As the long running and popular CW series Smallville, based on the iconic DC Comics character Superman, slowly comes to the end of its tenth and final season, we are beginning to see the Clark we've grown to know transform into the man that he has always been destined to become. So far this season, we've already seen Clark receive the classic red and blue suit from Lois. It's actually the costume from Superman Returns. But unfortunately, it was quickly taken away by Jor-El, who has locked it in the Fortress of Solitude until Clark earns it. We've also seen the introduction of the villain Darkseid, as well as Rick Flag and the Suicide Squad, while other DC heroes like Blue Beetle and Booster Gold will be popping up before the series ends. Last week saw the return of Supergirl, as well as Olive Queen's decision to tell the world that he is the Green Arrow. Other DC favorites like Hawkman returned earlier this season, while Aquaman is scheduled to make his return later this year.
Tonight's Homecoming marks the 200th episode for the successful series, and will feature many surprises that fans of the show have been waiting to see for a long time. The episode will revolve around Clark and Lois returning for their Smallville High School reunion, and will feature a trip down memory lane (and a glimpse into the future) with Brainiac 5 (James Marsters), a friendly version of the evil android, who is a member of the futuristic Legion Of Super-Heroes. Last week, we were excited to be among the honored few that were invited to screen the special episode. As well as speak with the series' executive producers, Brian Peterson and Kelly Souders, about it and how it will affect the characters throughout the rest of the season. While we can't say too much about the fantastic episode, lets just say that it is a certainly a milestone for the series and brings fans a little closer to seeing the version of Clark that we have been waiting for since the beginning of this series almost a decade ago. Here is what they had to say:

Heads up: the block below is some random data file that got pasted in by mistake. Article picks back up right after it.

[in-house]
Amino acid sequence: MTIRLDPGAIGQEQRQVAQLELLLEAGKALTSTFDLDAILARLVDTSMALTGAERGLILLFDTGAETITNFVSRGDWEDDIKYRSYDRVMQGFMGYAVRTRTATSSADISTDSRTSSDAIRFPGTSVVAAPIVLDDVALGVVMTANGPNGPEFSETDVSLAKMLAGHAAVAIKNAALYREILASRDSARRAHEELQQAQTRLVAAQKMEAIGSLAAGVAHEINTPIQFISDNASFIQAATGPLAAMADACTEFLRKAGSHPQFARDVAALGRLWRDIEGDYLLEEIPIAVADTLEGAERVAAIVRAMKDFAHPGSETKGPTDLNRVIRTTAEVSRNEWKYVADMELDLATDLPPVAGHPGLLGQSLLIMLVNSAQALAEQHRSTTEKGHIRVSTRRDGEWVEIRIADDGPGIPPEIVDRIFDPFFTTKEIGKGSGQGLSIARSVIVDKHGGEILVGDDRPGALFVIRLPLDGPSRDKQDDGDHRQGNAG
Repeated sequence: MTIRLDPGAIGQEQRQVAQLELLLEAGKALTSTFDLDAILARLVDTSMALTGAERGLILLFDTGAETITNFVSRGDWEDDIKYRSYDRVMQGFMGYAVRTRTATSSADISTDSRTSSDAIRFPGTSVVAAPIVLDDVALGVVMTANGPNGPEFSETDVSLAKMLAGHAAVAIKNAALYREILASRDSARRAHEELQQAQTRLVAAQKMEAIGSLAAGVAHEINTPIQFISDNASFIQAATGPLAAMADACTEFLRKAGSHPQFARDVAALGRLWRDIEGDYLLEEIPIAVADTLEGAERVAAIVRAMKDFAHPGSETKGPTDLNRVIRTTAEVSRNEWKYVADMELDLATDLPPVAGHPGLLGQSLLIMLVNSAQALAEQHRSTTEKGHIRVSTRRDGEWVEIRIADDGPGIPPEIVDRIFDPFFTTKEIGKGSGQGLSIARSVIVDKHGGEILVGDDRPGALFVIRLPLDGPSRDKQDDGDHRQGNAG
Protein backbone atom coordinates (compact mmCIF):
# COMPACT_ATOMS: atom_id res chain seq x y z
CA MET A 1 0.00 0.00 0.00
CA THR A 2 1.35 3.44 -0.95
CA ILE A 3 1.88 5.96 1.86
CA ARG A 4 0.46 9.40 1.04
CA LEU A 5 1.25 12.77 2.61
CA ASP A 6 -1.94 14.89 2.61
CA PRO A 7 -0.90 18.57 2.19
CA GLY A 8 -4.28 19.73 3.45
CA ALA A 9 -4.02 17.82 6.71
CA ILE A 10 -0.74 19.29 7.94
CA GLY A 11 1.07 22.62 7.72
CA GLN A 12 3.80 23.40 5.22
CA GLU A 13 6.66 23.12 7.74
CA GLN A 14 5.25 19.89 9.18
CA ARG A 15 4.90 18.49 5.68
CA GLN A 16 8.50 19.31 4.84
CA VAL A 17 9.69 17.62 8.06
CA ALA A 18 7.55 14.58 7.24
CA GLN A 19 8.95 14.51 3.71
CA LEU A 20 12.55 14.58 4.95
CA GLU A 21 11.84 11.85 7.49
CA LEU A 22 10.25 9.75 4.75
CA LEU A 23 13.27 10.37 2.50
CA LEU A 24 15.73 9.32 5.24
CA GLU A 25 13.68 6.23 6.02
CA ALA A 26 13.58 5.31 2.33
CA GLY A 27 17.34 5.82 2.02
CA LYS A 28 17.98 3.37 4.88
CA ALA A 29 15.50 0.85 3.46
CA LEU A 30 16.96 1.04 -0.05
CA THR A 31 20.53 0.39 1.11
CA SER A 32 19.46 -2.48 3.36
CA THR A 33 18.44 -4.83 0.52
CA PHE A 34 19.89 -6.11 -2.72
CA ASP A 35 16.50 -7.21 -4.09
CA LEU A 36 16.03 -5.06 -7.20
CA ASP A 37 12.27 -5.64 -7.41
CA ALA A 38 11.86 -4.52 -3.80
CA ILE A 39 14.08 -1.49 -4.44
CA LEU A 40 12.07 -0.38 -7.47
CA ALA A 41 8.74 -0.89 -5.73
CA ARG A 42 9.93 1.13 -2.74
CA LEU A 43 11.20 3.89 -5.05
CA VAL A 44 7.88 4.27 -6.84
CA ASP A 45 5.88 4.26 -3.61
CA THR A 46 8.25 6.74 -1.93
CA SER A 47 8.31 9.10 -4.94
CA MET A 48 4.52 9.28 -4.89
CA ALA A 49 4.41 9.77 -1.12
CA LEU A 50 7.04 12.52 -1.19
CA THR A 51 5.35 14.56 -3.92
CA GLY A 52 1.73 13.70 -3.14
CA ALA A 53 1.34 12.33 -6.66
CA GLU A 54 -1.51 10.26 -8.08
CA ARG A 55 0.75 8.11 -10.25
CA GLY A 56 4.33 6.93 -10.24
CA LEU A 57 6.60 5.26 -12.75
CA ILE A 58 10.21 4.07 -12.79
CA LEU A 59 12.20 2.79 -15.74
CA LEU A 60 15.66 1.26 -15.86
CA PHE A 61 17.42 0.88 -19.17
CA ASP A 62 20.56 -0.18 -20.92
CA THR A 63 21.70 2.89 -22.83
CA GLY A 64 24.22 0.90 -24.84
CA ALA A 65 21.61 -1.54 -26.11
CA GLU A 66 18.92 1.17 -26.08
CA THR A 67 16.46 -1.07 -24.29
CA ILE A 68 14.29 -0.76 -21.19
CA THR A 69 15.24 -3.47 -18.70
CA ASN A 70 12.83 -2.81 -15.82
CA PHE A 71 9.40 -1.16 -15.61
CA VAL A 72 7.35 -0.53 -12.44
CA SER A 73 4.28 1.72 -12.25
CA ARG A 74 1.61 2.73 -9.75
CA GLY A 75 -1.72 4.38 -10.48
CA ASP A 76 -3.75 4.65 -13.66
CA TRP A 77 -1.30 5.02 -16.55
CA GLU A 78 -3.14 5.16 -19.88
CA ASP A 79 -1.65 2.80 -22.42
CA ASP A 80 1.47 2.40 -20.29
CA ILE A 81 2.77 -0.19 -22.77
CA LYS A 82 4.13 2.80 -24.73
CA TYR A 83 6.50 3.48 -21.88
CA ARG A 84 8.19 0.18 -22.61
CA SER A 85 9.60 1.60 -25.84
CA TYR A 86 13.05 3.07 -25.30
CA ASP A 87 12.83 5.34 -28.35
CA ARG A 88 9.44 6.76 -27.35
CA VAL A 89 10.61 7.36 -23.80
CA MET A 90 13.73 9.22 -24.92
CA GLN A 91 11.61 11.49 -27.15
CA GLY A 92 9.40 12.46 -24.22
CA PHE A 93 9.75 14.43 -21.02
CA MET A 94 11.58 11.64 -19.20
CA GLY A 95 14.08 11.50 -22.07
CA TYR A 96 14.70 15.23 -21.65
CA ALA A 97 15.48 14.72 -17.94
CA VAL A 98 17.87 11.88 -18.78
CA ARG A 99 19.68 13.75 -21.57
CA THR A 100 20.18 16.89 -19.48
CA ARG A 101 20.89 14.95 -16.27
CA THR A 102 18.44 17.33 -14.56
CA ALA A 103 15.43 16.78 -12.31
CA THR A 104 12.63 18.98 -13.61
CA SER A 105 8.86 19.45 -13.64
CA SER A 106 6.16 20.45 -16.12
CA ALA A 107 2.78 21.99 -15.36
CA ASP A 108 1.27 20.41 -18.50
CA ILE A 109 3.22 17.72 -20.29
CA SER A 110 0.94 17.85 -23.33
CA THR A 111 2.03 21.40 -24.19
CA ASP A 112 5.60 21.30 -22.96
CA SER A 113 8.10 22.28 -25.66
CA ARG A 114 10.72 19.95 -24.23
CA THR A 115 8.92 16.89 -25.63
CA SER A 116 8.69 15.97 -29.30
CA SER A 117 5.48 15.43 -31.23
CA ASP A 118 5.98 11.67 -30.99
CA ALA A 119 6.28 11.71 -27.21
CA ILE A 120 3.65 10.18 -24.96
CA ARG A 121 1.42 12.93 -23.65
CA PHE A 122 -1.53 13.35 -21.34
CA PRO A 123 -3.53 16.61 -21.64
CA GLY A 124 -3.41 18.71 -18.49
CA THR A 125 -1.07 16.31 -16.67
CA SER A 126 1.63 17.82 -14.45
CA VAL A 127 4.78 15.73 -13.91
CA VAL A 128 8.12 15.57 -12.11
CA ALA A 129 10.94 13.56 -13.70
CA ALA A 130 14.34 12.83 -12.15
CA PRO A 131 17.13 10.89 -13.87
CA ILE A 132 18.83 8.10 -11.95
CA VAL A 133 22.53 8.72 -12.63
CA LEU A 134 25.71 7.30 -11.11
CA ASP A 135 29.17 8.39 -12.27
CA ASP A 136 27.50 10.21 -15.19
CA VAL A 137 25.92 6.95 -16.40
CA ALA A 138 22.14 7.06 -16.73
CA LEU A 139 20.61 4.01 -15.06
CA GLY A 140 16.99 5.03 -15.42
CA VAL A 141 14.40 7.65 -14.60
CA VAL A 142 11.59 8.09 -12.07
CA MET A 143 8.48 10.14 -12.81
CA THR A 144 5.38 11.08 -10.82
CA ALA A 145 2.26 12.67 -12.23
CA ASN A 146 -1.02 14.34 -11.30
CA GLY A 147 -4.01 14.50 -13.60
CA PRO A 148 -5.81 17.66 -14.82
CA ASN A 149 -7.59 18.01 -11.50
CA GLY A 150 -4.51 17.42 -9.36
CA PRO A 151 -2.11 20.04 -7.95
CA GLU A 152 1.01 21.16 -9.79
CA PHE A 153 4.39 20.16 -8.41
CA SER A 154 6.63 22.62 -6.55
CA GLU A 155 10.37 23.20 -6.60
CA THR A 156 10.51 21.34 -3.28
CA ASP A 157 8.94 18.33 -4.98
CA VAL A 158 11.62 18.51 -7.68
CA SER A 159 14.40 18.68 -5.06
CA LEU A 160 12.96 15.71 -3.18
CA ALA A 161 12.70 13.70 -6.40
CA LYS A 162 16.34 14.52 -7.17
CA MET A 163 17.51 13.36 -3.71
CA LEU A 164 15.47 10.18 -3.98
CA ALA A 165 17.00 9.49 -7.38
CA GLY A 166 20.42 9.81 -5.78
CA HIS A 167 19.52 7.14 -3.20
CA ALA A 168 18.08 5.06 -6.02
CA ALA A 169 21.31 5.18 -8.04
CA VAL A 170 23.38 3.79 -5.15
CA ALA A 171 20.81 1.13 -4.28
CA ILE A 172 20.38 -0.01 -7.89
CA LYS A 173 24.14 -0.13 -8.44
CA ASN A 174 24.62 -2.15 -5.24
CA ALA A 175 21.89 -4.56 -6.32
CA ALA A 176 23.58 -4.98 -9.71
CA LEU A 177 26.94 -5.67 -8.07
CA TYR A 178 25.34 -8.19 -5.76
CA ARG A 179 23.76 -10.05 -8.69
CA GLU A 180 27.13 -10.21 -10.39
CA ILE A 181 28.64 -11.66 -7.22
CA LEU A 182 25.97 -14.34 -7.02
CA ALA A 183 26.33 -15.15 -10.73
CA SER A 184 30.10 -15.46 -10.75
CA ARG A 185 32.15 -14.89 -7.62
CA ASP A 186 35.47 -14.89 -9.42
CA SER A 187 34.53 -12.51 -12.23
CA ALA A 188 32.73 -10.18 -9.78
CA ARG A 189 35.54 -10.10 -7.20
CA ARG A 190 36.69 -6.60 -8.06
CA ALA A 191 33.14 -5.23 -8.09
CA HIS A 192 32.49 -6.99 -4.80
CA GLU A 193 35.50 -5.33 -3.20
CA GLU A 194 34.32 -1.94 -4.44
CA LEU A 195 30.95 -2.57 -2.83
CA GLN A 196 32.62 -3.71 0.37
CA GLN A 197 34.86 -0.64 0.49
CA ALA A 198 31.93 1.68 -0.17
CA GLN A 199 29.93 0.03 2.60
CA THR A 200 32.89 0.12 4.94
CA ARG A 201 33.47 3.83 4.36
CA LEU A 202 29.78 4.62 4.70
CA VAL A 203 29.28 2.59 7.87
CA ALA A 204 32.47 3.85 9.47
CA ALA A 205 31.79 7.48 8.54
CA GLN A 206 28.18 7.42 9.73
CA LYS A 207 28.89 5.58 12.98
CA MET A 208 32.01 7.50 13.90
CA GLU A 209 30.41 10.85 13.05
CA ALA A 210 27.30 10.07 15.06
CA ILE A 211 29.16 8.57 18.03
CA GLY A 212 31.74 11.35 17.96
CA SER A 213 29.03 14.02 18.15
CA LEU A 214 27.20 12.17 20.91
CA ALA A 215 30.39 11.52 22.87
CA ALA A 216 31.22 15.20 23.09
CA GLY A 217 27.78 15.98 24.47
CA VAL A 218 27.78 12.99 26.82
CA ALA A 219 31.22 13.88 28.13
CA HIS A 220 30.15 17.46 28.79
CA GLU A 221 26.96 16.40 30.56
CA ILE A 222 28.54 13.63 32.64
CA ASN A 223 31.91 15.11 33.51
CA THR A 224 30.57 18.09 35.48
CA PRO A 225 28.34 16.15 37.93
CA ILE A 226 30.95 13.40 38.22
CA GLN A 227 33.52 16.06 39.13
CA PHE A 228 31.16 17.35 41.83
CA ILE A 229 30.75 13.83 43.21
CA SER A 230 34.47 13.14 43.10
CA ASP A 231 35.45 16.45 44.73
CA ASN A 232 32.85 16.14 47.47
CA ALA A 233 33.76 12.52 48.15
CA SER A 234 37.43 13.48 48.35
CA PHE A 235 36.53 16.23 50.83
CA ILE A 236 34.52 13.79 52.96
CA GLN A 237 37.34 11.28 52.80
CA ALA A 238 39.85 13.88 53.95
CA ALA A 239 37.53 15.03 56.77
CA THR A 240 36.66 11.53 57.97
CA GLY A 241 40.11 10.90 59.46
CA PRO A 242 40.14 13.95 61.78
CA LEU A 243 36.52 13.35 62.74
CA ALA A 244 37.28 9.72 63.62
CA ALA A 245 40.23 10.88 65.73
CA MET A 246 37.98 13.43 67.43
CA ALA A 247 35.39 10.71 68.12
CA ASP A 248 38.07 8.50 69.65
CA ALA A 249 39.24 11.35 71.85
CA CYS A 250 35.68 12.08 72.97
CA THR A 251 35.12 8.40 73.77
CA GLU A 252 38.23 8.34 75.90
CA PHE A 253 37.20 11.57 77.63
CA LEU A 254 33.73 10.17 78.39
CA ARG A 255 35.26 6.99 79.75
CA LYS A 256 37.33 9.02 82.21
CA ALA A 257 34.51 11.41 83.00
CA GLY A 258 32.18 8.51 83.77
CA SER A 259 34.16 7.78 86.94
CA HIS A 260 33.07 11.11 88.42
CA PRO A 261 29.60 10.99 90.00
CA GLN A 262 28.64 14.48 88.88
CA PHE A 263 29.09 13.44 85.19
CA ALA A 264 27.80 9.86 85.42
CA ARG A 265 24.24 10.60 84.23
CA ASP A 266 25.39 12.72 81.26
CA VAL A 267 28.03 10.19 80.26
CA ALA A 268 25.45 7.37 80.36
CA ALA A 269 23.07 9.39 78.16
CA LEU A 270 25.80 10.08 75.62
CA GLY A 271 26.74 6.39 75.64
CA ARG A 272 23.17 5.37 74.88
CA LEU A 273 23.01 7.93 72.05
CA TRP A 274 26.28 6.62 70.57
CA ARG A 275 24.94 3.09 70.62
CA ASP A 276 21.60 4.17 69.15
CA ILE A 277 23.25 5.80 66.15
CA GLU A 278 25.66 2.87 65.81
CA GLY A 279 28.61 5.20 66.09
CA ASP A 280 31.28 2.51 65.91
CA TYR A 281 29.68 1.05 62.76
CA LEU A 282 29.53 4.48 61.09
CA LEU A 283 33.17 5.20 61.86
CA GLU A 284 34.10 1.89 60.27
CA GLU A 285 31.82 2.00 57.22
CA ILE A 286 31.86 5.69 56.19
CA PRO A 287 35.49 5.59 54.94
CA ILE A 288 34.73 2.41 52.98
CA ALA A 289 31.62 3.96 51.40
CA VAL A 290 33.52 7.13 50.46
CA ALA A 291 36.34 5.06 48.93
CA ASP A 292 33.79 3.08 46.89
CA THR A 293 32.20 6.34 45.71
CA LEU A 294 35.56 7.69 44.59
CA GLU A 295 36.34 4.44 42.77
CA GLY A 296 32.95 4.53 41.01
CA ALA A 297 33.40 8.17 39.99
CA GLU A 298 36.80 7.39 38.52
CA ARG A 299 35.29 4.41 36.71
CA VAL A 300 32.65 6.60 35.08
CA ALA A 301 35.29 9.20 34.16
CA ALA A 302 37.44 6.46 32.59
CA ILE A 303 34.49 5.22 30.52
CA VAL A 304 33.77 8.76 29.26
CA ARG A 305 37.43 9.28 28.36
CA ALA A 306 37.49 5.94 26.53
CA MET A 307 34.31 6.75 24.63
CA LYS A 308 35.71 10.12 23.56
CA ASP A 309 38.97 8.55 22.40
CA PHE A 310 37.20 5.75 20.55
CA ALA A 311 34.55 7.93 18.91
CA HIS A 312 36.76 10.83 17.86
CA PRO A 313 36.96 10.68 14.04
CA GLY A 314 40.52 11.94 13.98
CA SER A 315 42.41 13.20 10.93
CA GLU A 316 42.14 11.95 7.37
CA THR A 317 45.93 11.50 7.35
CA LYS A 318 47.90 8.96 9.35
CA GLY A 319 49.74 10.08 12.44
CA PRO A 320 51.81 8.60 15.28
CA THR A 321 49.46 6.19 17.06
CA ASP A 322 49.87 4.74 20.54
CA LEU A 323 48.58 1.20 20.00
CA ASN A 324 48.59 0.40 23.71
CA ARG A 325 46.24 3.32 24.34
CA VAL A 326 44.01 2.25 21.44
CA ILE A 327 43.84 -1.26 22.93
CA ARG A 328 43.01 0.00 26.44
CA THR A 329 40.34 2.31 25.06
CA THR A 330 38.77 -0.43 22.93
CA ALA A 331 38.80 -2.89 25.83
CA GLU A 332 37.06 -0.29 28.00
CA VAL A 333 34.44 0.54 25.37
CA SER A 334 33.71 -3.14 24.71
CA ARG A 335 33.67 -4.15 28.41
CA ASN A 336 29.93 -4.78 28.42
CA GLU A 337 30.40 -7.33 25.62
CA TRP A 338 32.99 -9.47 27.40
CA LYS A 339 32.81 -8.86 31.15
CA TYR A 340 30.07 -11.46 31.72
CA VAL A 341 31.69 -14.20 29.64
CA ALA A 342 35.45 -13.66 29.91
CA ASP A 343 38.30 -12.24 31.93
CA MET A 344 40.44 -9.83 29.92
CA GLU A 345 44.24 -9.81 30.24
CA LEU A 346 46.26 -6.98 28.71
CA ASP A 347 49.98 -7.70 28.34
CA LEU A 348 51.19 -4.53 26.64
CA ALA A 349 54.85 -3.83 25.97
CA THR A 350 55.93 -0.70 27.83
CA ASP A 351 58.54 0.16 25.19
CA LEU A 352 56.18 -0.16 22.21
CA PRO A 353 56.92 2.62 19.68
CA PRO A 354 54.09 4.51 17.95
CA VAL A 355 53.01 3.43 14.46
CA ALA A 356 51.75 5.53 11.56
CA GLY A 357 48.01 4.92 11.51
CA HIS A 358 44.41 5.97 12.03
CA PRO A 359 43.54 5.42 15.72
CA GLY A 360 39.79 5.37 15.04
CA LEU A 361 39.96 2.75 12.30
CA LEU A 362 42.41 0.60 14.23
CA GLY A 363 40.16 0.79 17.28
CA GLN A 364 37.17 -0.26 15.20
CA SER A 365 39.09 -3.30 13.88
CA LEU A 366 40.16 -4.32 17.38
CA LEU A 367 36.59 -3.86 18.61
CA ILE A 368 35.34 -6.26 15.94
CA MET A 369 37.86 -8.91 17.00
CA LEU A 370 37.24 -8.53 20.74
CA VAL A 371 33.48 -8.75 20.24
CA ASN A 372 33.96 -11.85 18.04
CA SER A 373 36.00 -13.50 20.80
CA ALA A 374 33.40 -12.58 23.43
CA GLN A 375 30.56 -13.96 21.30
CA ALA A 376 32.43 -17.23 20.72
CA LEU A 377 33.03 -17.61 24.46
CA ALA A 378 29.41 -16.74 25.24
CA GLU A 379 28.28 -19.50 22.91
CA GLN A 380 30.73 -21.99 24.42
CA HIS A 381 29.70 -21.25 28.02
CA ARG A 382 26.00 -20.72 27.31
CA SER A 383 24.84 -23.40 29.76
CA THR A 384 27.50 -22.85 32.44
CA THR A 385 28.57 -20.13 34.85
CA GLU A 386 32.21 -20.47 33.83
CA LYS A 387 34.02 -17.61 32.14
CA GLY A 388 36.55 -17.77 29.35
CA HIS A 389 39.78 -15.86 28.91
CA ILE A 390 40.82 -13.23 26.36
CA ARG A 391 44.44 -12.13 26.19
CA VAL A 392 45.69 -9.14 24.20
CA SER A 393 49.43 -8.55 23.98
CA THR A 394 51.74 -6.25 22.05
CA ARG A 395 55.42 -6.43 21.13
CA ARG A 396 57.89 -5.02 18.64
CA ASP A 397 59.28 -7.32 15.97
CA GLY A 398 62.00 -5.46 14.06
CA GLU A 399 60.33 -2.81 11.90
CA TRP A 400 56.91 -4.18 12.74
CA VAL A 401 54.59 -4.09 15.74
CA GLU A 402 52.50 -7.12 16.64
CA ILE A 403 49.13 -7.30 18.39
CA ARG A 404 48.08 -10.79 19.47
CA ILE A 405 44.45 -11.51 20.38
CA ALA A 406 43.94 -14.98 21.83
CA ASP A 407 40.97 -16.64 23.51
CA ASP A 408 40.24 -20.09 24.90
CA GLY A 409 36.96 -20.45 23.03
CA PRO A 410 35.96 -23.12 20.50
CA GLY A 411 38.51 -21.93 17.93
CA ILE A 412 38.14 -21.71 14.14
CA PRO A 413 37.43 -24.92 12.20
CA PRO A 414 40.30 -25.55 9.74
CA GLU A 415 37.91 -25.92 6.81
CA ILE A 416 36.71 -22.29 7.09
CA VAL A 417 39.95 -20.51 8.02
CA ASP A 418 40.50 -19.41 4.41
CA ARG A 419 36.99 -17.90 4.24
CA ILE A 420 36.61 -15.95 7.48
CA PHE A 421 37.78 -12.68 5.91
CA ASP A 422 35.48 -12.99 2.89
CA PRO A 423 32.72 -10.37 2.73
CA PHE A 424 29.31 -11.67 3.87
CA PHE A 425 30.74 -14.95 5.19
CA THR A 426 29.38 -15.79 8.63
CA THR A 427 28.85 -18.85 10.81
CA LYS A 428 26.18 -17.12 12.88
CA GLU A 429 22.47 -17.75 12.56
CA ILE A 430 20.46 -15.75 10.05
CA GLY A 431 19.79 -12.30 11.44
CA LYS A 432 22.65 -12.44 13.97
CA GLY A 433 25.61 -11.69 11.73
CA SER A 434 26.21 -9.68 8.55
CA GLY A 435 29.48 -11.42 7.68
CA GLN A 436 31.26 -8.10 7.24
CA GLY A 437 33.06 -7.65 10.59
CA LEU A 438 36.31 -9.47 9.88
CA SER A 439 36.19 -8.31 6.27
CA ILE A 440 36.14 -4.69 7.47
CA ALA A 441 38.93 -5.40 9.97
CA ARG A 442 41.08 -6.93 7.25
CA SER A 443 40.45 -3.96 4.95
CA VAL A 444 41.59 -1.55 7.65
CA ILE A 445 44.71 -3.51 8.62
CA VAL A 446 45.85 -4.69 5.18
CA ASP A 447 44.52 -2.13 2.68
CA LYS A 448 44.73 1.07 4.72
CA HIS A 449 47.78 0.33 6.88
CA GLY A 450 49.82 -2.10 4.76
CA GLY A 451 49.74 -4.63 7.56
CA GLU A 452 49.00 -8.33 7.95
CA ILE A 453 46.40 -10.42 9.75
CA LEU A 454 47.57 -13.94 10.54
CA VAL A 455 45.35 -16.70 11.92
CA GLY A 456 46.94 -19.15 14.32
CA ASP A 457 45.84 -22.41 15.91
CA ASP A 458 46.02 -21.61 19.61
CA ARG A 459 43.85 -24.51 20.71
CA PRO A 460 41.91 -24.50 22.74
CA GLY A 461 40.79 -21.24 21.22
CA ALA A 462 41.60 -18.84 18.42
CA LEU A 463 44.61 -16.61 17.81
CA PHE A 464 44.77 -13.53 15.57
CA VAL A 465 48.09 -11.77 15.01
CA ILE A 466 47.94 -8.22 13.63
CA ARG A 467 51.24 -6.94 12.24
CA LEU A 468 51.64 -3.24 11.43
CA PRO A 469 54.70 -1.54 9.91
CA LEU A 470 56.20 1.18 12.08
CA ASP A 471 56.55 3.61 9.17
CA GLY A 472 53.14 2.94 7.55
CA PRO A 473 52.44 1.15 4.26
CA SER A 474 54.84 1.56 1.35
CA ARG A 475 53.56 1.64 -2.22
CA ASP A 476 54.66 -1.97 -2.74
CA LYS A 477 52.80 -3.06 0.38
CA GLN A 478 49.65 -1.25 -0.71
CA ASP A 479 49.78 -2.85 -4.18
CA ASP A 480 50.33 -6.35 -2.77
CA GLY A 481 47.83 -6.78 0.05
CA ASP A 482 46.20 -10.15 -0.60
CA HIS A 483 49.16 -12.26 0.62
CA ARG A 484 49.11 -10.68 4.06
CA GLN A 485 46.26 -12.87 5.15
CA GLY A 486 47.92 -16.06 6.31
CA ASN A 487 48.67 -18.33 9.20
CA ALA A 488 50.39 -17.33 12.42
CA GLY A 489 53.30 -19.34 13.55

For starters, the 200th episode of the series, "Homecoming," has a similar theme to it as "A Christmas Carol." Was that deliberate and how far into writing the episode did you know that you were going to use that kind of a storytelling devise?
Brian Peterson: I'd say mid-way through. What is great is that we had all these ideas and one of them was, what if Clark goes back and revisits his past because it's the high school reunion. Then we thought that we really wanted it to have this hopeful push off so we were like, what if we scrap that and go to the future? Then we realized that we couldn't do that so we were like well what if we do past, present and future? So that made sense at that point.
Kelly Souders: Then we were looking at what structure, what devise we could use to bridge all the different time zones and that is how Brainiac 5 came about. We looked at the different DC characters and who would make sense to take Clark on that journey and when we thought of Brainiac 5 there was a sigh of relief because everything kind of gelled.
Brian Peterson: He kind of perfectly embodies where we've been and where Clark is going in one character.
Were there moments from the show's nine previous seasons that you felt were important to revisit in this episode?
Brian Peterson: I think (Jonathan's) funeral because Kelly and I wrote that and we were up there for the 100th episode. It was such an emotional and pivotal moment for the show, the cast and the crew behind the scenes too so I think that for me stands out.
Kelly Souders: I think for me, it was when I was looking back and remembering Clark seeing Lana for the first time and going through that moment. I really wanted to revisit how far he's come from that moment so that memory popped up pretty quickly.
Brian Peterson: Love and Death.
Kelly Souders: That pretty much sums us up.
Brian Peterson: I think without question the Lana meet was important. It's probably the moment that we all fell in love with Clark Kent because we saw his struggle and that launched the whole series. Chloe introducing the wall of weird was huge. I can't tell you how many things got pulled off the list sadly but because it's the 200th we really wanted to look back at the pilot and the 100th because those were big benchmarks. So we just focused on those.
Can you tell us what were some of the moments that got left out?
Brian Peterson: You know, he's had other friends that were very important but they just didn't inform his future as much. Obviously you'd want to see Pete and the family but we really just chose to focus on his love, the hero journey and not his friendships or enemies per say.
Kelly Souders: We had a pretty big list to start with.
Another important character that is not mentioned in "Homecoming," for the most part, is Lex. He played a pretty large role in Clark's high school life so can you talk about the decision to exclude him from this episode?